Two weeks ago, a colleague of mine who’s a pediatric doctor, got her 2-year-old son vaccinated for COVID. The boy did well with the first dose of the Moderna vaccine, with no reactions or side effects. “The only sign that he got a shot was the Band-Aid on his thigh,” said the mom. Both parents and their older children were already fully vaccinated, so the mom described feeling at ease now that everyone in the family finally has some degree of protection, especially as they head into summer vacations, air travel and visits with grandparents.
On June 17, the FDA granted emergency use authorization (EUA) to Pfizer-BioNTech and Moderna vaccines for the prevention of COVID in children as young as 6 months of age. This long-awaited decision expands access to the 19 million American children younger than 5 who were not previously eligible for vaccination. It’s certainly a welcome development as we battle yet another rise of variants in the pandemic. Let’s look at the data behind and what the authorization means for parents like us.
Which vaccines are authorized?
Previously, the Pfizer-BioNTech mRNA vaccine (Comirnaty) has been approved for ages 16+ and received EUA for ages 5-15. The new EUA covers ages 6 months to 4 years. Those older than 12 receive two shots of 30 mcg administered three weeks apart, followed by a booster five months later. Children 5-11 receive 10 mcg on the same schedule. Those younger than 5 receive one-tenth of the adult dose, 3 mcg, in a three-shot primary series without a booster.
The Moderna mRNA vaccine (Spikevax) has been officially approved only in adults. The new EUA covers all pediatric populations from 6 months to 17 years. Those older than 12 receive two doses of 100 mcg four weeks apart, followed by a 50 mcg booster five months later. Children ages 6-11 receive two 50 mcg doses, and those under 6 receive two 25 mcg doses, without a booster.
What is the supporting data?
In a clinical trial involving 4,500 children younger than 5, the Pfizer pediatric vaccine generated similar antibody titers as seen in adults after vaccination. Three doses worked better than two. The vaccine was 80% effective at preventing symptomatic COVID infection when compared to placebo. Similarly, the Moderna pediatric vaccine solicited adequate immune response in a trial involving 6,700 children under age 6. Its efficacy against symptomatic COVID was 37% in children ages 2–5, and 51% in children 6-23 months. There were not enough cases in either trial to discern protection against severe illness, hospitalization or death. The trials were also too short to monitor for “long COVID”. The rates of adverse reactions were similar between the vaccine and placebo groups and most of the reactions were mild such as soreness at injection site or low fever.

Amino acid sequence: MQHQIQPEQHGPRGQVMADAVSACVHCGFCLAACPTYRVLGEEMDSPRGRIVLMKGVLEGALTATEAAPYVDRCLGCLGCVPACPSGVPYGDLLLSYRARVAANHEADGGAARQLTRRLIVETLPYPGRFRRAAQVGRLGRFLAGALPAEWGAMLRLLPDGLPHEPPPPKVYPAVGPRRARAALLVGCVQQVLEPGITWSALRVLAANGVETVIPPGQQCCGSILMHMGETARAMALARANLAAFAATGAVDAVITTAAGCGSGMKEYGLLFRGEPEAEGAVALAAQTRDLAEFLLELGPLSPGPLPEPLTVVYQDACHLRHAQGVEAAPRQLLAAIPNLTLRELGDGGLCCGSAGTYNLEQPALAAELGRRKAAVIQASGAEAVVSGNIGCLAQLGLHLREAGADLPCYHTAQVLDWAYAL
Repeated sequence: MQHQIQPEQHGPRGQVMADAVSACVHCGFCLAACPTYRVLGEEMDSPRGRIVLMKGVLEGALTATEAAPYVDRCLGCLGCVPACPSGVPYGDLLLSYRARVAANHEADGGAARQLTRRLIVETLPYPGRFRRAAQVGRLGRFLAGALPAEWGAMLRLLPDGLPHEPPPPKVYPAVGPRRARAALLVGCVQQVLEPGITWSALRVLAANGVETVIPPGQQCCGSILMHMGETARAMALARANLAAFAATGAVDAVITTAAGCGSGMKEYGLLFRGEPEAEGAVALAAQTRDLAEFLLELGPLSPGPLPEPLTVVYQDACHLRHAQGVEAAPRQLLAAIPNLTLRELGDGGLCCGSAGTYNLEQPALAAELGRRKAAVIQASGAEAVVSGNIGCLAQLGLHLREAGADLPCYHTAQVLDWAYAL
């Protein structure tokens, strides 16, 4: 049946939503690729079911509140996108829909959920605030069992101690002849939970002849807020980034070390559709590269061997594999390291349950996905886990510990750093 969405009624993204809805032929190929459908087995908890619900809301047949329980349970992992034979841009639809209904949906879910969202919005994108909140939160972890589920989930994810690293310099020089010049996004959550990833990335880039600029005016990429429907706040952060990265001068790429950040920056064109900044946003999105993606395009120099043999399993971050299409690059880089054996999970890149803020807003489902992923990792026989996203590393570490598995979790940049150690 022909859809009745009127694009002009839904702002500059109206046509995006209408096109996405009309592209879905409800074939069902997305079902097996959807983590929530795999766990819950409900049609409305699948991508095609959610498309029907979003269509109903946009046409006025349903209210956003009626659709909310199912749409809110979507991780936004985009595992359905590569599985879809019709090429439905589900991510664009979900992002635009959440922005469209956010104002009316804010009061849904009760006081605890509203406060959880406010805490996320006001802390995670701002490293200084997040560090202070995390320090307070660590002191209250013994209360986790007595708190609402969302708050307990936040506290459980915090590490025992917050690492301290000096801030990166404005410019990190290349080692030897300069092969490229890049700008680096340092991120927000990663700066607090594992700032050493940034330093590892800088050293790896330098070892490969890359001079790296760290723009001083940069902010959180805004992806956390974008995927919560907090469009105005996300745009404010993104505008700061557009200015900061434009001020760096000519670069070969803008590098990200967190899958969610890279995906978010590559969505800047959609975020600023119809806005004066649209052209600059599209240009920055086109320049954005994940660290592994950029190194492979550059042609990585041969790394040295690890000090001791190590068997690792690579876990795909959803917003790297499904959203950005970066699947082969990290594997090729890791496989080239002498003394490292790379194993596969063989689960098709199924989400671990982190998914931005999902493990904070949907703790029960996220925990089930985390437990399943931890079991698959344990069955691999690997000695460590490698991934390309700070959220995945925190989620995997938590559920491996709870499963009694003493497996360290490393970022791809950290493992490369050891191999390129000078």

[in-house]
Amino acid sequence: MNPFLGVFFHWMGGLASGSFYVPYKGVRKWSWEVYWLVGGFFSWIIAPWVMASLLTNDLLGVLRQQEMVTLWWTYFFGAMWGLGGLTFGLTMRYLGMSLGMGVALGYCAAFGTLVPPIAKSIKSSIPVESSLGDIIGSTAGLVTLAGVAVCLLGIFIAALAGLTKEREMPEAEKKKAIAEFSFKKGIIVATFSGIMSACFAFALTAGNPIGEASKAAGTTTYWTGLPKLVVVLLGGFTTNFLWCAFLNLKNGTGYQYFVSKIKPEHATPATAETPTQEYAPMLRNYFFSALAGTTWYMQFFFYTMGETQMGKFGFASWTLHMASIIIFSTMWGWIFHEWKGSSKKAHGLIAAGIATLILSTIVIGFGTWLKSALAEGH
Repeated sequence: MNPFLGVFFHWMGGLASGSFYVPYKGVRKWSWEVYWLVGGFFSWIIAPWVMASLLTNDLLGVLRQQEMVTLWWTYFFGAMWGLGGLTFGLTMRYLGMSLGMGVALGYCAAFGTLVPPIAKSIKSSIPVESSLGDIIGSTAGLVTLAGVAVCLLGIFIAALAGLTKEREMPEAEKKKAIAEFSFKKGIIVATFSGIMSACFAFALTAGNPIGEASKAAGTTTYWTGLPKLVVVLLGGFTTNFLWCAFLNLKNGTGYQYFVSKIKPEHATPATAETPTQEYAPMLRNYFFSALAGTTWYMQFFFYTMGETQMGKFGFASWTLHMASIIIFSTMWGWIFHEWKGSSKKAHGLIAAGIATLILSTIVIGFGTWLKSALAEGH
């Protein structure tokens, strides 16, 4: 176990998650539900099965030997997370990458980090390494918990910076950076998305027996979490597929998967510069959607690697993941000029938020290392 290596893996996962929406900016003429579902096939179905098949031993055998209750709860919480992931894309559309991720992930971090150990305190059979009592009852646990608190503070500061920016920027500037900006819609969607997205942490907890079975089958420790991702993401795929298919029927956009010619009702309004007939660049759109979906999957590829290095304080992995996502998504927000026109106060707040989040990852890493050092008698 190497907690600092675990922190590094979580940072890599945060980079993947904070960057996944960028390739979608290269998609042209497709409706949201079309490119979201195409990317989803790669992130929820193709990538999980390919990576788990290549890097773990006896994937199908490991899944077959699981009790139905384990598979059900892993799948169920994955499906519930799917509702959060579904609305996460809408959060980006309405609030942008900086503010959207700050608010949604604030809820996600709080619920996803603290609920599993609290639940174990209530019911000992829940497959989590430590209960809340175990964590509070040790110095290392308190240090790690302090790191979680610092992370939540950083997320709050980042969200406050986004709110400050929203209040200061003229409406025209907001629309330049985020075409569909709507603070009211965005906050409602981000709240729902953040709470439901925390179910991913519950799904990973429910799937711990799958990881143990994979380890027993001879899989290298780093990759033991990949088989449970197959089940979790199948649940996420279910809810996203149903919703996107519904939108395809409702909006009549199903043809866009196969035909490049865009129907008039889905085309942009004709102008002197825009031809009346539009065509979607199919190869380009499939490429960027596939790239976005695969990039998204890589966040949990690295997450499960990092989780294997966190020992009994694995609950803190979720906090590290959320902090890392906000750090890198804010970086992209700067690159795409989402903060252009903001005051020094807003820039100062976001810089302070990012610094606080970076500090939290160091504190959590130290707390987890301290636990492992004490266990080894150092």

How have young children been affected by COVID-19?
About 2.5 million children younger than 5 have been infected with COVID since the start of the pandemic, resulting in 4,000 hospitalizations, 2,000 cases of multisystem inflammatory syndrome, and more than 400 deaths. COVID is now the fifth-leading cause of death in this age group. The rates of infection, hospitalization, and deaths from COVID is severalfold that of other vaccine-preventable childhood diseases such as rubella, chickenpox, and rotavirus. Moreover, COVID has been disruptive to school and family life and deleterious to children’s mental health.
In conclusion, the data from the pediatric trials are not as robust as those for adults and adolescents where the vaccine efficacy is above 90%. It reflects the known decreased potency of the existing vaccines against omicron-derived variants and the low prevalence of severe illness in children. Nevertheless, the benefits and safety were convincing enough for the FDA to grant EUA and for the CDC and the American Academy of Pediatrics to recommend the vaccines for young children. Investigations on boosters in this population is underway, as well as development of vaccines targeting specific variants. However, it’ll be a long time before any new and potentially more effective vaccine is tested and approved for children. In the meantime, something is probably better than nothing and vaccination still offers the best protection we can provide for our little ones.
Qing Yang and Kevin Parker are a married couple and live in Springfield. Dr. Yang received her medical degree from Yale University School of Medicine and completed residency training at Massachusetts General Hospital. She is an anesthesiologist at HSHS Medical Group. Parker has helped formulate and administer public policy at various city and state governments around the country. He is formerly the group chief information officer for education with the Illinois Department of Innovation and Technology. This column is not intended to substitute for professional medical advice, diagnosis or treatment. The opinions are those of the writers and do not represent the views of their employers.
This article originally appeared on State Journal-Register: The latest information on COVID-19 vaccines and children